In creating a start-up, it is important to form the business as the type of legal entity that best suits its needs and goals. Because there are numerous forms of entities to choose from, each with their advantages and disadvantages, choice of entity can be, absent expertise, a daunting task.
The three most common types of entities to choose from are Corporations, Limited Liability Companies, and General Partnerships. Often, the manner in which the start-up is to be funded is a primary factor in entity selection. For example, if you are seeking funding from family, friends, or angel investors, it makes sense to form as an LLC. This is because an LLC is a “pass-through” entity: it does not have entity-level taxation. In other words, it is the responsibility of the LLC’s shareholders and members to pay taxes on the entity profits relative to their respective ownerships portions. In addition to this single layer of taxation, LLCs are also an attractive choice because an LLC’s owners, or “members,” are not personally liable for the debts of the company.
Some of the most famous companies in the world began as start-up LLCs:
YouTube was started by former PayPal employees Chad Hurley, Steve Chen, and Jawed Karim. In its early days, the company’s headquarters were located above a pizzeria and Japanese restaurant in San Mateo, California. Initially conceived of as an angel-funded operation, YouTube soon attracted VC funding from Sequoia Capital. Until the day it was bought out by Google for $1.65 billion, YouTube remained an LLC.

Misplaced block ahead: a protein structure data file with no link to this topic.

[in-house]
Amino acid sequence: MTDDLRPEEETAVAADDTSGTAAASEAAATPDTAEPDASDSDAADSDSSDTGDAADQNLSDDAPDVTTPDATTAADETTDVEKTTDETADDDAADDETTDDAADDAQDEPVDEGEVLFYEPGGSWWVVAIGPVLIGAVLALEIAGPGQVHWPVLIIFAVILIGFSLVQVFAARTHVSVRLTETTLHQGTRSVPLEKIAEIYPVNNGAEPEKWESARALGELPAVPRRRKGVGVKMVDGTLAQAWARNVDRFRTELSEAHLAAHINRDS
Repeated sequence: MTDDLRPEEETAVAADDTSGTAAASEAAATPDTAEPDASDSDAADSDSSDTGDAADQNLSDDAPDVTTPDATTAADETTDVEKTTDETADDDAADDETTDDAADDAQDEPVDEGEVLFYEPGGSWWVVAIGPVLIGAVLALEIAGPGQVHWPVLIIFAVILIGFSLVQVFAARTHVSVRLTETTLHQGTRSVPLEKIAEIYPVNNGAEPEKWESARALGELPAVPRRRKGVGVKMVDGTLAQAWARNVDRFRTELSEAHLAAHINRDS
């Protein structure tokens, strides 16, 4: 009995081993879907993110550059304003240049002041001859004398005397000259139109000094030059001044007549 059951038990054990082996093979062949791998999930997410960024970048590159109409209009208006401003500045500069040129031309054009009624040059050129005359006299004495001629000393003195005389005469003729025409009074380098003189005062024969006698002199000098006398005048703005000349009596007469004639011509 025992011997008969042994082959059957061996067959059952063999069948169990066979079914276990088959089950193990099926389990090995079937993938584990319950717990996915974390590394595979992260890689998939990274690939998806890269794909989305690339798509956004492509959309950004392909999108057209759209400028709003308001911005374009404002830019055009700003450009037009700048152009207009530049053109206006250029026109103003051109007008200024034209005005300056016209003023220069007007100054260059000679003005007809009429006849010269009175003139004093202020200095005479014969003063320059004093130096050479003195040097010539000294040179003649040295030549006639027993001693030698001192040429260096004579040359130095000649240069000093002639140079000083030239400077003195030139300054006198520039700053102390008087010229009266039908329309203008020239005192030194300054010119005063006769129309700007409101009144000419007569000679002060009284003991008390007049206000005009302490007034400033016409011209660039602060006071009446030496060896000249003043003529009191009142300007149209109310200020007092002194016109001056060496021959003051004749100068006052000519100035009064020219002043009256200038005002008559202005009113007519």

Facebook was formed in 2004 by Mark Zuckerberg, Dustin Moskovitz, and Eduardo Saverin as Thefacebook.com LLC. Like YouTube, Facebook had uncomplicated origins. Zuckerberg conceived of the idea while studying psychology at Harvard University. Originally just for Harvard students, Facebook soon spread across Boston, the greater United States, and ultimately the world. Today Facebook is worth over 100 billion dollars.
While determining whether an LLC is the right type of entity for your business can be a complicated decision, the actual steps to formation are relatively straightforward:
First, choose a business name. The name must be different from an existing LLC in your state, must indicate that it is an LLC (e.g. “LLC” or “Limited Company”), and must not include words restricted by your state (such as “bank” and “insurance”).
Second, file the articles of organization. These articles are a simple document that formalizes your LLC and includes important information like your business name, address, and the names of its members. In most states, you must file with the Secretary of State.
The hard part is getting your start-up from the garage to the big leagues. Before YouTube and Facebook made their respective journeys, they were faced with the same question that all start-ups face: choice of entity. The Law Office of Kristina M. Reed is highly experienced in all aspects of business law, from start-up to profitability. If you have questions about choice of entity for your start-up, please contact our office.